Here’s the final story in my Strong Women series.  And it’s all about Amy.

Amy’s the lady behind the blog “Surviving Motherhood” and The New Mum’s Notebook. I’ve been following Amy for a while, she makes me laugh out loud with her tails of Motherhood. She tells it how it is. But it’s more than that, Amy shines through, she’s open about everything she’s been through and is going through, and she does it with heart.

She talks candidly about the fourth-trimester, the trimester that many of us don’t give a second thought to whilst we’re pregnant, I wish that I’d found Amy 4 years ago when I was navigating the fourth-trimester for the first time!

Amy’s been kind enough to share her experience of post-natal depression (PND), which she experienced after her third child, and how out of that she’s created something amazing for new Mum’s in The New Mum’s Notebook.

Tell us about how you were feeling during those early days of PND?

I was feeling very anxious about everything, especially my health. That turned into panic attacks, a touch of agoraphobia and very low, teary moments.

When did you realise it was PND?

I knew by the third week, because it was my third baby and because each time I had a baby the anxious feelings got worse. I had the experience to know it wasn’t normal to feel as bad as I was feeling.

What got you through the most darkest days?

The people around me who looked out for me. Once I was diagnosed people rallied around and did whatever they could to help me through. School runs. Reassuring words. It wasn’t just my friends who helped, a lot of it came from acquaintances who had been through it and just got how I felt. Completely.

What’s the one thing that you learnt the most about what you went through?

That you do come through things. Even the rubbish stuff. And that good really does come out of adversity like people say. I’ve also learned that being kind and empathetic is the biggest gift we can give another person. I received so much love during that time and want to give it back in any way I can.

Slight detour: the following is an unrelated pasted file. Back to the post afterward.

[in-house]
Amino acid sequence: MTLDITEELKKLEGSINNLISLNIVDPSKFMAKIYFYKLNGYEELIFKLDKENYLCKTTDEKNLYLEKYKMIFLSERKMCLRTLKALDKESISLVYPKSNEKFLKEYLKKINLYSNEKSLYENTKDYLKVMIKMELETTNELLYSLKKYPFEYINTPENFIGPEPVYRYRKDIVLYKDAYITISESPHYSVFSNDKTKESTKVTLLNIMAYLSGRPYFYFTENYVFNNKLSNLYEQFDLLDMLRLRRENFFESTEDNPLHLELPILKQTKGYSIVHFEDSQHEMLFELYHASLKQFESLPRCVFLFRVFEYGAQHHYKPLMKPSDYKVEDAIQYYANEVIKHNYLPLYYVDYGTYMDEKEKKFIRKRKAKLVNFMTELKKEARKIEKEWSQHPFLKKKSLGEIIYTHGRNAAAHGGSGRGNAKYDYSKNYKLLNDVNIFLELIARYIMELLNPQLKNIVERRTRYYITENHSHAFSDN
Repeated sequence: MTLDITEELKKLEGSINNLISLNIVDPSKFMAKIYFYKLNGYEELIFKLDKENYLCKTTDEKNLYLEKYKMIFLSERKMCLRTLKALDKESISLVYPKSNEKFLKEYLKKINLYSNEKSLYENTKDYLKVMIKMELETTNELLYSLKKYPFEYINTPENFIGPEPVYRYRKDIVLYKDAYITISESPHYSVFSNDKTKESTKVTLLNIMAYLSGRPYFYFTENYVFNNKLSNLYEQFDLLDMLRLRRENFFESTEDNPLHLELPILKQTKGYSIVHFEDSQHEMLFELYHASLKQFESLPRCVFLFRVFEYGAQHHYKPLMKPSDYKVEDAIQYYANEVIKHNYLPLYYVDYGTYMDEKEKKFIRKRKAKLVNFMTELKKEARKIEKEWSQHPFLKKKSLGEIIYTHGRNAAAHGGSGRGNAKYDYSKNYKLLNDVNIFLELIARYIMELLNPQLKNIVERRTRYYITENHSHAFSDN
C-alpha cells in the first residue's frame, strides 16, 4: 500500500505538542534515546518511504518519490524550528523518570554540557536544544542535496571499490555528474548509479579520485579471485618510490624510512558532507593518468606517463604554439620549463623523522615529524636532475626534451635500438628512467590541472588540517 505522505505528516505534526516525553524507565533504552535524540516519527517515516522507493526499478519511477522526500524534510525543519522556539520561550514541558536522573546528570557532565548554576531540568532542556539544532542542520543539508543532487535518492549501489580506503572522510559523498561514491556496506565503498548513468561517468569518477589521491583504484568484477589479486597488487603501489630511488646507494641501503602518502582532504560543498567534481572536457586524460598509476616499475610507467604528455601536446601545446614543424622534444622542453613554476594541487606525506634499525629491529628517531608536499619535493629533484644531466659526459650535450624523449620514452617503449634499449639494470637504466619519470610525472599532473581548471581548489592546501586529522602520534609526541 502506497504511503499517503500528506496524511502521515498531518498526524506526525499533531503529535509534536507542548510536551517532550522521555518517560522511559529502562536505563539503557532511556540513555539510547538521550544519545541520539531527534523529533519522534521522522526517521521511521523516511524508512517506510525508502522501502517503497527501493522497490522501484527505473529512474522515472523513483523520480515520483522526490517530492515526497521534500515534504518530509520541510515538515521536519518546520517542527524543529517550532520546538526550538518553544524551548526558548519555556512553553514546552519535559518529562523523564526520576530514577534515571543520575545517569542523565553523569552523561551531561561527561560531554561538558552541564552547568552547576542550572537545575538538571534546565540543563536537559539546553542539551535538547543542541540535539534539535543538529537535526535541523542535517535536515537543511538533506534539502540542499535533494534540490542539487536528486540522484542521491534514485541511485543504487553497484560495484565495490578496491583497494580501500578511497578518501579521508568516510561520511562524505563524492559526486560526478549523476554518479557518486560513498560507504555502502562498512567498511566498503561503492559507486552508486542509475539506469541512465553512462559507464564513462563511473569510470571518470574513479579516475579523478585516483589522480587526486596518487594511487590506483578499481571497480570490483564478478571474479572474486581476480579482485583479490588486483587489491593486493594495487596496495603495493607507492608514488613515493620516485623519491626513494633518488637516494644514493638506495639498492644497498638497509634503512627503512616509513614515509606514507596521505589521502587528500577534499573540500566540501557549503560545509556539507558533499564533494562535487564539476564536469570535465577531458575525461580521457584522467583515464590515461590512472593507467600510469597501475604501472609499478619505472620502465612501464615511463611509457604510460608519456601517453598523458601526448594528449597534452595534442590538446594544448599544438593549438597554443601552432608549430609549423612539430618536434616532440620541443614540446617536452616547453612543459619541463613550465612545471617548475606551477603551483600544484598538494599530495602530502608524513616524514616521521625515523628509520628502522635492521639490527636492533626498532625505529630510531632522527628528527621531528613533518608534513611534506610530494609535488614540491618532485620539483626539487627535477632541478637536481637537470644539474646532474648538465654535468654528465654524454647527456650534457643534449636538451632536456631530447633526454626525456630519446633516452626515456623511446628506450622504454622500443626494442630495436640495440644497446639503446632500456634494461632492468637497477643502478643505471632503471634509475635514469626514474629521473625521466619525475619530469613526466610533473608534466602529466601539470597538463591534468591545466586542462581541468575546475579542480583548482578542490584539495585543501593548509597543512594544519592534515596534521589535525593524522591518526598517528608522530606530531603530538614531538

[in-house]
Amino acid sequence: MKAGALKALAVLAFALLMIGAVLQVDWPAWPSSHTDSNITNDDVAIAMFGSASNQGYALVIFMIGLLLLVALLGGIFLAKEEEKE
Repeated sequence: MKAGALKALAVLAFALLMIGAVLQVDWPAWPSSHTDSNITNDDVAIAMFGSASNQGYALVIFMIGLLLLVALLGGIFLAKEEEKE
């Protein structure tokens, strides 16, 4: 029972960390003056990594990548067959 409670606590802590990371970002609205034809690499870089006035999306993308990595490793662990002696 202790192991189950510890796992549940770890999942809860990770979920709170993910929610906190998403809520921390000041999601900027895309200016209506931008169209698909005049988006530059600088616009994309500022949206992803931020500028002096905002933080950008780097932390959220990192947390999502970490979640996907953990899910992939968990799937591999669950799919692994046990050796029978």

How are you different now that you’ve experienced what you have?

I’ve changed in so many ways. I am stronger but also know how vulnerable we are as human beings. I am more tolerant of myself and I don’t expect to feel amazing every single day. And I let a lot of things go because they just don’t matter and it is exhausting trying to keep on top of everything. Some days we thrive, other days we survive. And I’ve made my peace with that.

What would you say to someone going through what you’ve been through?

I would say you will absolutely get through it but you MUST get help. It doesn’t just go away on its own. Don’t be frightened of medication. Don’t overthink it. I am quite a holistic person in some ways but sometimes when you’re really unwell, you need something to kick start that serotonin. I still take a very low dose of my ADs. Lots of my friends do too. There’s no shame in it.  Also learn to CBT (cognitive behavioural therapy) the hell out of life. The coping mechanisms you learn from it will never leave your side. And you’ll need them time and time again after you’ve recovered.

Tell us about the inspiration behind The New Mum’s Notebook.

Just before I was diagnosed I was trying to make sense of how I was feeling, even though I knew deep down what was wrong. I stumbled across the fourth trimester, in a spa brochure of all places. I’d never heard of it so I did some research and it all made perfect sense. I blogged about it and so many people didn’t know about it either. Even an obstetrician! I wanted to get the word out about this and other new mum saviours so I started writing a leaflet, which I planned to get to midwives and onto maternity wards somehow. The leaflet grew and grew and 304 pages later, The New Mum’s Notebook was born.

Your last word …

Always one day at a time. You’ll get there when you get there and it will be wonderful.

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